Useful Tips

Here at Analogue Systems our aim is to provide you the musician/sound designer with a comprehensive range of modules to create a complete and versatile electronic music instrument capable of not only creating classic subtractive analogue tones but exploring Additive and Wavetable synthesis as well. Our systems can be controlled by conventional CV/gate keyboards and sequencers, or by midi with midi/CV converters, monophonically (RS140) or polyphonically (RS370) and even control MIDI equipped devices with CV/midi converter (rs300) Not only that but with the RS35 external processor you can control the synthesizer with .voice, guitar flute etc. With a range of effects covering comb filters reverb modules and analogue delay using BBD chips, to sampling and digital delays with CV control we have it covered.

Fancy having an EMS KS sequencer type module but with vastly superior recording time and memories, perhaps the simplicity of the old step time sequencers in synths of the past ala Roland SH101. Well the RS450 CV recorder can provide you with both these options plus endless musical opportunities.

Over time this page will be updated to contain useful information and tips to get the best out of your Analogue Systems purchase and will address individual modules rather than complete patching tips which are more than covered in the excellent 63 part Synth Secrets written by Gordon Reid and published in Sound on Sound

RS20 Ring mod 
Because a ring mod can be used as a VCA it is important that there is no bleed through of signals. To try this out simply patch a square wave output of an LFO into one input and an audio waveform from a VCO into the other. Then patch the RS20 output to an attenuator (signal mixer etc) and on to your mixing desk or sound reinforcement system. As you reduce the frequency of the LFO there will be silence then the sound of the waveform then silence again determined by the frequency pot. You should hear no bleed through of the VCO waveform no matter how faint 
A simple but effective use of the above requires the output voltage of Row A of the RS200 sequencer into the X input of the RS20. Now patch noise into the Y input of the RS20, then patch the output of the RS20 to a signal mixer like the RS165 to attenuate the signal then on to your mixing desk. Now start the RS200 sequencer and you will hear a crude hi hat effect with is dynamic due to settings of the knobs on Row A of the RS200 sequencer so they can be loud or soft. 
How to multiply a clock using the RS20 ring modulator, Patch square wave output of rs85 LFO to a multiple. Patch from multiple to gate input of RS60 envelope generator. Patch from same multiple to both X and Y inputs of RS20 then from its output to a second RS60 gate input.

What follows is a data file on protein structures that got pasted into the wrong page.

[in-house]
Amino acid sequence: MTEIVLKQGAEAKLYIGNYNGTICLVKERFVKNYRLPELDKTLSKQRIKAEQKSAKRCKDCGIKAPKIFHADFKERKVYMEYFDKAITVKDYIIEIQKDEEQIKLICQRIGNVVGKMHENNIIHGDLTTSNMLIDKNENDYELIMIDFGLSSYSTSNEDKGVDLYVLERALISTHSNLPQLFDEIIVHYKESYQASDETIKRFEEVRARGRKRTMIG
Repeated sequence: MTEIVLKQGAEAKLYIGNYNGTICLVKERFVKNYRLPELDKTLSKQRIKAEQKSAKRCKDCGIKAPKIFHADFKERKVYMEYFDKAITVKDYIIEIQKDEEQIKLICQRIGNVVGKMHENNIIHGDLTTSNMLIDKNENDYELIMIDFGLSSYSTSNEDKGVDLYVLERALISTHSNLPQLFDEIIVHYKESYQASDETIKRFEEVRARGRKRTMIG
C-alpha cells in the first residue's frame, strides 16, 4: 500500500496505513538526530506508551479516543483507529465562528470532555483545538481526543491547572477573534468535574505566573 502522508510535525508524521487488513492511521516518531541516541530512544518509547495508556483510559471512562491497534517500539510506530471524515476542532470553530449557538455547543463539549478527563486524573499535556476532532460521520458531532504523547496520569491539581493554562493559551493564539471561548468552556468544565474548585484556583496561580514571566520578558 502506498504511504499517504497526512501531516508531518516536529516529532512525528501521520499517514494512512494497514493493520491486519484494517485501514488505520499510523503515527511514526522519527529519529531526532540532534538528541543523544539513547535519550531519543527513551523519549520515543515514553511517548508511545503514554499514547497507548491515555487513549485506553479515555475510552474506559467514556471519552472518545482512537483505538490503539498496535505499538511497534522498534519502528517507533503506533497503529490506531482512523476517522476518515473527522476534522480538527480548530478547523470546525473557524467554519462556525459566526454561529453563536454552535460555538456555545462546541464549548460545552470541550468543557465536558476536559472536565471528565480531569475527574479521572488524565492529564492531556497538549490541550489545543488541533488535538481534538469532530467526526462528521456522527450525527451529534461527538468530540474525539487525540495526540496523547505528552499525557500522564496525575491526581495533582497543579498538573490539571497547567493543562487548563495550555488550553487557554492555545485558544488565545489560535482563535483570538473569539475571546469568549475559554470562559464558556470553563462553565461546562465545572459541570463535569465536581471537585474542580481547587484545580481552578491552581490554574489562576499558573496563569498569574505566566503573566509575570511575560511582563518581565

You will now note the second RS60 being triggered from the RS20 ring mod is firing at twice the speed of the first as can be seen by the red LED's 

RS60 Envelope generator 
Creating DC level shifter if you do not have the RS50 or similar. 
Patch one of the outputs of an RS60 envelope generator to the CV input of the device you want to apply the offset to. 
Put the switches in hold and std position and output level at maximum. By adjusting the sustain knob of the envelope generator, the static voltage coming out of the output level sockets A or B (or both) becomes a DC level shifter. No input to the gate or trigger inputs are required and attack decay and release knobs set to zero or fully anti clockwise. 
To create faster transients of the RS60 patch one of its unused outputs back into itself via the CV-in dec+rel socket By patching a CV mixer in between the above you can have more control of the envelopes response.

RS110 Multimode Filter
When for example you are using the low pass output of the filter, take a short patch cord and patch out of the Notch Out socket into the Res In socket. This will change the tone of the signal you are monitoring.
Experimenting with other combinations may cause interesting tonal changes or can create feedback that can briefly shut down the operation of the module so placing a signal mixer like the RS165 can help attenuate the level entering the Res In socket

If you need a simple vibrato effect and you have no dedicated LFO to hand then this is a simple way to create it If you apply a negative D.C. offset at the CV-in 1v/oct socket so that you are taking the cut off frequency past its physical anti clockwise position on its pot and patch say the low pass output to the CV input of a VCO, now (with no signal present at either sig 1 or sig 2 inputs of the rs110) as you increase the resonance pot clockwise the sine wave created once the filter is resonating can go down into modulation territory courtesy of the D.C. offset applied to the CV-in 1v/oct that affects the frequency pot.
You will have created an lfo sine wave the speed of which is controlled by the amount of D.C. offset